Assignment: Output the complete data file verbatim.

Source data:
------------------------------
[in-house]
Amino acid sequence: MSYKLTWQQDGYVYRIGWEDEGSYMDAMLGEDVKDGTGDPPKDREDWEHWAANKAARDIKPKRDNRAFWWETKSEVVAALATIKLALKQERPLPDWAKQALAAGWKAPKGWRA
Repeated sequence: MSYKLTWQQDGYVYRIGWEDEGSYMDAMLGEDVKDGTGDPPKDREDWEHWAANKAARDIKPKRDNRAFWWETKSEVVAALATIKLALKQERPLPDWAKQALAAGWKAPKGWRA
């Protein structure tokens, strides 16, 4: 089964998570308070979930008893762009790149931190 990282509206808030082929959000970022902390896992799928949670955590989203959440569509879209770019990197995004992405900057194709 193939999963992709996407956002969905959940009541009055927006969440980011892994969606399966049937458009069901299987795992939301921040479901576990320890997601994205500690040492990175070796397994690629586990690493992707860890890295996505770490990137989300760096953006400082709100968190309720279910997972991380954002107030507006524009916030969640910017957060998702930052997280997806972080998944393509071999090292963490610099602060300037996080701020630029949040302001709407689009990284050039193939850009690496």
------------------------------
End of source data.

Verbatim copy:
[in-house]
Amino acid sequence: MSYKLTWQQDGYVYRIGWEDEGSYMDAMLGEDVKDGTGDPPKDREDWEHWAANKAARDIKPKRDNRAFWWETKSEVVAALATIKLALKQERPLPDWAKQALAAGWKAPKGWRA
Repeated sequence: MSYKLTWQQDGYVYRIGWEDEGSYMDAMLGEDVKDGTGDPPKDREDWEHWAANKAARDIKPKRDNRAFWWETKSEVVAALATIKLALKQERPLPDWAKQALAAGWKAPKGWRA
């Protein structure tokens, strides 16, 4: 089964998570308070979930008893762009790149931190 990282509206808030082929959000970022902390896992799928949670955590989203959440569509879209770019990197995004992405900057194709 193939999963992709996407956002969905959940009541009055927006969440980011892994969606399966049937458009069901299987795992939301921040479901576990320890997601994205500690040492990175070796397994690629586990690493992707860890890295996505770490990137989300760096953006400082709100968190309720279910997972991380954002107030507006524009916030969640910017957060998702930052997280997806972080998944393509071999090292963490610099602060300037996080701020630029949040302001709407689009990284050039193939850009690496």